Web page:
One & the Same

Successful art forgers, dishonest though they may be, are incredibly skilled. If you can fool people who make a living dealing in multimillion dollar paintings you’re doing something right. To take new materials, create art, and then sell it as the real thing using artificial aging takes talent and audacity. Minus artificial aging and deception, this is what Broadley Automotive does with their T76 and other cars once built by Lola. Just as Guy Hain forged the sculptures of Auguste Rodin by using the original molds, Broadley uses all of the original tooling and body molds that Lola used to build the iconic T70. The 1960s racing cars that roll out of the Cambridgeshire factory today are so indistinguishable from the originals that the FIA grants them Historic Technical Passports, letting them race alongside original Ferraris, Porsches and GT40s.

Lola’s version, the T70, was designed in 1965 and featured a British chassis powered by American V8s (one was disastrously equipped with an Aston Martin V8). Chevy-powered T70s won 5 out of 6 Can-Am races in the 1966 season, but performed less well in European races because the big American engines didn’t like the lower quality of European fuel. Engine reliability was a problem and the T70s did their best work in shorter sprint races while in Europe. The pace of development was fast, and by 1967 the M6 McLaren was untouchable in Can-Am racing. Penske racing did, however, win the coveted Daytona 24 Hours with a T70 in 1969.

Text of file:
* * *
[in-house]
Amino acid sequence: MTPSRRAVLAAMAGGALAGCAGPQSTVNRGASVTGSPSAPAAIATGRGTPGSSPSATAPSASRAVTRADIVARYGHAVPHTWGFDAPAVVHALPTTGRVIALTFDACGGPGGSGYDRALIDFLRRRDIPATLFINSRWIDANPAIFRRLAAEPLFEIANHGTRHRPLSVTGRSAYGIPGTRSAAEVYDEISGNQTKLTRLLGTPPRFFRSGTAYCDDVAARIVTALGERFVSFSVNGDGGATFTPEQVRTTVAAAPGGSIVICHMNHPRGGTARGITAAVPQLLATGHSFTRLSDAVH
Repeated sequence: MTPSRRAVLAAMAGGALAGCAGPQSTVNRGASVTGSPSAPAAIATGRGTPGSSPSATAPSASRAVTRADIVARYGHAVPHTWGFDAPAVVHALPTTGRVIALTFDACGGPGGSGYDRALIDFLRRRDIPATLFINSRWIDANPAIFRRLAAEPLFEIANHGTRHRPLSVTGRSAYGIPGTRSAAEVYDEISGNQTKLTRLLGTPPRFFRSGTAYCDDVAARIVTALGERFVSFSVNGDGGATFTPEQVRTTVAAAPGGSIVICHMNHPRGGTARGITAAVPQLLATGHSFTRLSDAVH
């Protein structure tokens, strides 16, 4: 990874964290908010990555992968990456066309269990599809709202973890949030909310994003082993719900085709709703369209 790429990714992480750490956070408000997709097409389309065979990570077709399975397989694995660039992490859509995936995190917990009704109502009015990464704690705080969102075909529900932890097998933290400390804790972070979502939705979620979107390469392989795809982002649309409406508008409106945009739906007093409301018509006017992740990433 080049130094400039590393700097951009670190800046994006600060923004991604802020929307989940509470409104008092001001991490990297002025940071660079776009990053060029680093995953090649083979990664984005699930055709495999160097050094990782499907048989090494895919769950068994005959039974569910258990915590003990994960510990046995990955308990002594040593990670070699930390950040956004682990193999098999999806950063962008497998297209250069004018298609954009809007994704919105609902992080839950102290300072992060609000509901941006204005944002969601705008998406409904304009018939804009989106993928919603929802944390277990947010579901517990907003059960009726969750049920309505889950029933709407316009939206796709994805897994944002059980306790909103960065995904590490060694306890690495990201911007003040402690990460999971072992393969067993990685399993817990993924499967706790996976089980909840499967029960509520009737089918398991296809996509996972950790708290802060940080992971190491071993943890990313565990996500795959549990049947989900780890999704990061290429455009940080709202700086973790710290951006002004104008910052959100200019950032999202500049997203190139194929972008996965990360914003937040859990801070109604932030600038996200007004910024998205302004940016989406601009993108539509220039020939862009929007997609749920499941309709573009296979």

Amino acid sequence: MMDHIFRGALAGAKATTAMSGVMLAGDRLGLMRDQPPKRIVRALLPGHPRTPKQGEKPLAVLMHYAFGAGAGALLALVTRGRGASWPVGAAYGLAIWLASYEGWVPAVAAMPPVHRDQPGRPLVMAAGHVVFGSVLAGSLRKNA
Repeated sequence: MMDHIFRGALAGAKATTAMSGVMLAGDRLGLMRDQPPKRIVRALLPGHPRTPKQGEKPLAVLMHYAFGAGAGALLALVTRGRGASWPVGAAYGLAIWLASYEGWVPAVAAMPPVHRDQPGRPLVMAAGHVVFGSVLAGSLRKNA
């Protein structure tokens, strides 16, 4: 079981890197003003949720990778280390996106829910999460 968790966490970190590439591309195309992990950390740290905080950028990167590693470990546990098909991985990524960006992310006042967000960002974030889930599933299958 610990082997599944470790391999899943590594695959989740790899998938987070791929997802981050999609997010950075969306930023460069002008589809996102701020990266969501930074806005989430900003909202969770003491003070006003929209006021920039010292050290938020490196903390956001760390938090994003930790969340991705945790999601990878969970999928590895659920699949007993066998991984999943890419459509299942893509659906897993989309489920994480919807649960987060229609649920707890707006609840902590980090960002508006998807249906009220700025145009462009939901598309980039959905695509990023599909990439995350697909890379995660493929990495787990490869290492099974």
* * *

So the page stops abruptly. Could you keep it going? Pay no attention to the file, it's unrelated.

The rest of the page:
With Lola sadly going the way of too many other British car builders, Broadley Automotive stepped in and bought up the tooling, body molds, drawings, and everything else required to build “big banger sports racers”. The production process is identical to the one Eric Broadley (father of Broadley boss Andrew) set out in the ‘60s. The cars are produced from aircraft-grade aluminium with brand-new period correct engines, switchgear and Daytona-conquering noise. In the interest of safety there are a couple of updates, like a stronger transmission casing and modern pistons in the brakes. Imagine caning one of these sports car wonders without worrying about anything breaking and putting you into a tree! Delivery to your door happens within 16 weeks of you picking up the phone to order one. Of course, all this history and craftsmanship comes at an eye-watering price, but that’s not really the point, is it?
Posted @Whippstagram on Instagram, Wednesday Dec 7th 2016.

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One & the Same

Viper GTS: Spiritual Successor

In 1988 Bob Lutz suggested that Chrysler build a 400 horsepower sports car with no driver assists. Management was naturally skeptical of the plans for a spiritual successor to the Shelby Cobra, but Lutz being Lutz he pushed ahead with the plan anyway. A clay model was created, followed by a full scale prototype in metal. When the prototype was shown at the 1989 Detroit auto show it immediately became the darling of the event. The public gave a  hugely positive reaction to the Viper and Chrysler greenlit the production.